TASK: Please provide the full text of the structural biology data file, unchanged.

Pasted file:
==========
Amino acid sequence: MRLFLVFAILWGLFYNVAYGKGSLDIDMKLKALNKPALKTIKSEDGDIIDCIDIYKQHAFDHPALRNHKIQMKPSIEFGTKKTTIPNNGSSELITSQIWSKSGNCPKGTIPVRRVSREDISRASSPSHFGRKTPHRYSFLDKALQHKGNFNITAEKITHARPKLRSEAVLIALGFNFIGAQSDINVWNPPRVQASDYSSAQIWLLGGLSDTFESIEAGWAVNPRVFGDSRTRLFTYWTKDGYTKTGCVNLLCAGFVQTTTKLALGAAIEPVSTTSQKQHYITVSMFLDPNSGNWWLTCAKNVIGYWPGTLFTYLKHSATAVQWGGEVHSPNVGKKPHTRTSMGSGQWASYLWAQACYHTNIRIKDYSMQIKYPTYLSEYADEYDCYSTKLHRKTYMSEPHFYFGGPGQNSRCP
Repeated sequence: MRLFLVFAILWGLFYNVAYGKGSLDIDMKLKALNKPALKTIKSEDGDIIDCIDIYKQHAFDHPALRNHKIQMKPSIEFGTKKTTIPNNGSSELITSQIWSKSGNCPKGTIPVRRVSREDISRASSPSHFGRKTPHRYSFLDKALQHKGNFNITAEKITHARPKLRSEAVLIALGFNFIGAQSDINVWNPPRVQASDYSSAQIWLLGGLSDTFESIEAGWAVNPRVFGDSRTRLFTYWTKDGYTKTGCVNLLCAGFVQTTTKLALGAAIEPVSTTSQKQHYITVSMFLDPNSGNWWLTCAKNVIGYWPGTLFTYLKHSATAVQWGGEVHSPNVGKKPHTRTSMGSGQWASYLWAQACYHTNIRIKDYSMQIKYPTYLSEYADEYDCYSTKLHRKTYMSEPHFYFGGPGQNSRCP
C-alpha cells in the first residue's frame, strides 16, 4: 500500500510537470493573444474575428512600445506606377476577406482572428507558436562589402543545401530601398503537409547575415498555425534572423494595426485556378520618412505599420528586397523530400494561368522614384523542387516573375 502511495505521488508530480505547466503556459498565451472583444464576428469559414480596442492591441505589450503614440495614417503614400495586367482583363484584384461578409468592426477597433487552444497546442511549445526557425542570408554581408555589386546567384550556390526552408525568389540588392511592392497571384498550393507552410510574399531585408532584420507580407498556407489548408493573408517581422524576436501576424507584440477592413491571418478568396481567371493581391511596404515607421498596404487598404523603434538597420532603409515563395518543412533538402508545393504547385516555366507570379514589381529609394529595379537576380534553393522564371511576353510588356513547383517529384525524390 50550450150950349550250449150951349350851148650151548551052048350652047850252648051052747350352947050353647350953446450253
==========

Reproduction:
Amino acid sequence: MRLFLVFAILWGLFYNVAYGKGSLDIDMKLKALNKPALKTIKSEDGDIIDCIDIYKQHAFDHPALRNHKIQMKPSIEFGTKKTTIPNNGSSELITSQIWSKSGNCPKGTIPVRRVSREDISRASSPSHFGRKTPHRYSFLDKALQHKGNFNITAEKITHARPKLRSEAVLIALGFNFIGAQSDINVWNPPRVQASDYSSAQIWLLGGLSDTFESIEAGWAVNPRVFGDSRTRLFTYWTKDGYTKTGCVNLLCAGFVQTTTKLALGAAIEPVSTTSQKQHYITVSMFLDPNSGNWWLTCAKNVIGYWPGTLFTYLKHSATAVQWGGEVHSPNVGKKPHTRTSMGSGQWASYLWAQACYHTNIRIKDYSMQIKYPTYLSEYADEYDCYSTKLHRKTYMSEPHFYFGGPGQNSRCP
Repeated sequence: MRLFLVFAILWGLFYNVAYGKGSLDIDMKLKALNKPALKTIKSEDGDIIDCIDIYKQHAFDHPALRNHKIQMKPSIEFGTKKTTIPNNGSSELITSQIWSKSGNCPKGTIPVRRVSREDISRASSPSHFGRKTPHRYSFLDKALQHKGNFNITAEKITHARPKLRSEAVLIALGFNFIGAQSDINVWNPPRVQASDYSSAQIWLLGGLSDTFESIEAGWAVNPRVFGDSRTRLFTYWTKDGYTKTGCVNLLCAGFVQTTTKLALGAAIEPVSTTSQKQHYITVSMFLDPNSGNWWLTCAKNVIGYWPGTLFTYLKHSATAVQWGGEVHSPNVGKKPHTRTSMGSGQWASYLWAQACYHTNIRIKDYSMQIKYPTYLSEYADEYDCYSTKLHRKTYMSEPHFYFGGPGQNSRCP
C-alpha cells in the first residue's frame, strides 16, 4: 500500500510537470493573444474575428512600445506606377476577406482572428507558436562589402543545401530601398503537409547575415498555425534572423494595426485556378520618412505599420528586397523530400494561368522614384523542387516573375 502511495505521488508530480505547466503556459498565451472583444464576428469559414480596442492591441505589450503614440495614417503614400495586367482583363484584384461578409468592426477597433487552444497546442511549445526557425542570408554581408555589386546567384550556390526552408525568389540588392511592392497571384498550393507552410510574399531585408532584420507580407498556407489548408493573408517581422524576436501576424507584440477592413491571418478568396481567371493581391511596404515607421498596404487598404523603434538597420532603409515563395518543412533538402508545393504547385516555366507570379514589381529609394529595379537576380534553393522564371511576353510588356513547383517529384525524390 50550450150950349550250449150951349350851148650151548551052048350652047850252648051052747350352947050353647350953446450253